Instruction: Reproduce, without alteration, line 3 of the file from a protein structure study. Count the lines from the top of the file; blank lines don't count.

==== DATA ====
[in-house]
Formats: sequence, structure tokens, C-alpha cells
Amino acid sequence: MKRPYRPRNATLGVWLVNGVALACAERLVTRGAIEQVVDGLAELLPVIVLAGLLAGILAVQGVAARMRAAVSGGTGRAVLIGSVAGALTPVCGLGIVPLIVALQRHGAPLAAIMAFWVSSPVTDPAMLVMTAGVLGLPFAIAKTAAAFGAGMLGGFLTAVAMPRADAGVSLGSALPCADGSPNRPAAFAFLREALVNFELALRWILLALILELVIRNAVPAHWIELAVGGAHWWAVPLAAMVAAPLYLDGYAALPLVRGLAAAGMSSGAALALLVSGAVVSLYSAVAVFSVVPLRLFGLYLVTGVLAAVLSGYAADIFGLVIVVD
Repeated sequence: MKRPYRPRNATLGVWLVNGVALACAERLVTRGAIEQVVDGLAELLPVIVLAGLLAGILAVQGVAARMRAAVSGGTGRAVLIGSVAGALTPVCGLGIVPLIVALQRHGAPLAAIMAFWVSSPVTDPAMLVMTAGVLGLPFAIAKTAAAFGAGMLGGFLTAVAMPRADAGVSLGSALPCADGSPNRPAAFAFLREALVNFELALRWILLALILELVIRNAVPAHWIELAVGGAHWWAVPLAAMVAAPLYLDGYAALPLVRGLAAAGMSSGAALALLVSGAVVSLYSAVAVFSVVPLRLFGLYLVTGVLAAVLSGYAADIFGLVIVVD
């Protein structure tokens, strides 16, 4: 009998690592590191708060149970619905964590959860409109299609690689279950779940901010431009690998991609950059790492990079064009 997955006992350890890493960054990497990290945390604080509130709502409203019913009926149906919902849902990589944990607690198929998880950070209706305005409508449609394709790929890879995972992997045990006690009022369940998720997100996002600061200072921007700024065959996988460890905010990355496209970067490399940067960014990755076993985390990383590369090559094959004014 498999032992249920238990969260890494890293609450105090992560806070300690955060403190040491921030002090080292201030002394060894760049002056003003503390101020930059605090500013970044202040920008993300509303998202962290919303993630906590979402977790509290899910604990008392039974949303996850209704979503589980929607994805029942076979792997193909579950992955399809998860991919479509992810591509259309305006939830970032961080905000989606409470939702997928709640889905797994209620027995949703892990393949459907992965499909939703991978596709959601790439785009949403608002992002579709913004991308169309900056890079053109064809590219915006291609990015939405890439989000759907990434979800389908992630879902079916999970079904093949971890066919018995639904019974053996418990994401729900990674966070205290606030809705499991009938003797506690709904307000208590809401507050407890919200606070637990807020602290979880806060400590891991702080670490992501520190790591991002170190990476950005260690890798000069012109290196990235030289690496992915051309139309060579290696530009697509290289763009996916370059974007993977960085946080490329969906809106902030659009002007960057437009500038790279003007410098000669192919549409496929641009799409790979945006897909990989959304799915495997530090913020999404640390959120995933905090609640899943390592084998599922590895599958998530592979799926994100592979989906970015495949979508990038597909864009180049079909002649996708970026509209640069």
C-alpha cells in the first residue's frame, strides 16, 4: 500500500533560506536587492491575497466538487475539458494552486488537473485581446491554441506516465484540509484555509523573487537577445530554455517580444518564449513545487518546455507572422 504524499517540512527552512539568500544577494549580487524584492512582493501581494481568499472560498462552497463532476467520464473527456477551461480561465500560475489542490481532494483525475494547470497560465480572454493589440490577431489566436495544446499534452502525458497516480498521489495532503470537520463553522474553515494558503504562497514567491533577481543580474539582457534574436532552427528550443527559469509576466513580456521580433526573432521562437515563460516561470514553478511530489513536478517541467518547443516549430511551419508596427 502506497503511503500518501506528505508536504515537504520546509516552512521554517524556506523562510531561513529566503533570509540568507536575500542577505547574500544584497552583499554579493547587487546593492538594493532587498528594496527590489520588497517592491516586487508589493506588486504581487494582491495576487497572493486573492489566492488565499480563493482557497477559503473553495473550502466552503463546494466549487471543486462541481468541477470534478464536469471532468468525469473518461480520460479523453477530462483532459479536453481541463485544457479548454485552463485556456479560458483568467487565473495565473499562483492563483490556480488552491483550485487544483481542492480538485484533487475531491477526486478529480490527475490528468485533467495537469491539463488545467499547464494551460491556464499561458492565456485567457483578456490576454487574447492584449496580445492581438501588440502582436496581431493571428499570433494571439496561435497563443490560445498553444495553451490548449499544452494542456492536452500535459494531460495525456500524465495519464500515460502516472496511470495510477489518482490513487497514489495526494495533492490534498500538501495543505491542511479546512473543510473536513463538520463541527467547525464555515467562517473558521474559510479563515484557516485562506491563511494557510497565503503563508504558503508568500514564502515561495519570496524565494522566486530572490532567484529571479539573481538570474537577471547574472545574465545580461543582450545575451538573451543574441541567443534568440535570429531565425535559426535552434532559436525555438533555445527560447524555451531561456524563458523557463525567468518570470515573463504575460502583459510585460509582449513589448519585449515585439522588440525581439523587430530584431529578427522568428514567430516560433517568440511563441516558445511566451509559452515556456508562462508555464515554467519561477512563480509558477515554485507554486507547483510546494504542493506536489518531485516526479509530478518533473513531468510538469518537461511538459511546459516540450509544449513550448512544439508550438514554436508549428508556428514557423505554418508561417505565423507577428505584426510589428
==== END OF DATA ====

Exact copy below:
Amino acid sequence: MKRPYRPRNATLGVWLVNGVALACAERLVTRGAIEQVVDGLAELLPVIVLAGLLAGILAVQGVAARMRAAVSGGTGRAVLIGSVAGALTPVCGLGIVPLIVALQRHGAPLAAIMAFWVSSPVTDPAMLVMTAGVLGLPFAIAKTAAAFGAGMLGGFLTAVAMPRADAGVSLGSALPCADGSPNRPAAFAFLREALVNFELALRWILLALILELVIRNAVPAHWIELAVGGAHWWAVPLAAMVAAPLYLDGYAALPLVRGLAAAGMSSGAALALLVSGAVVSLYSAVAVFSVVPLRLFGLYLVTGVLAAVLSGYAADIFGLVIVVD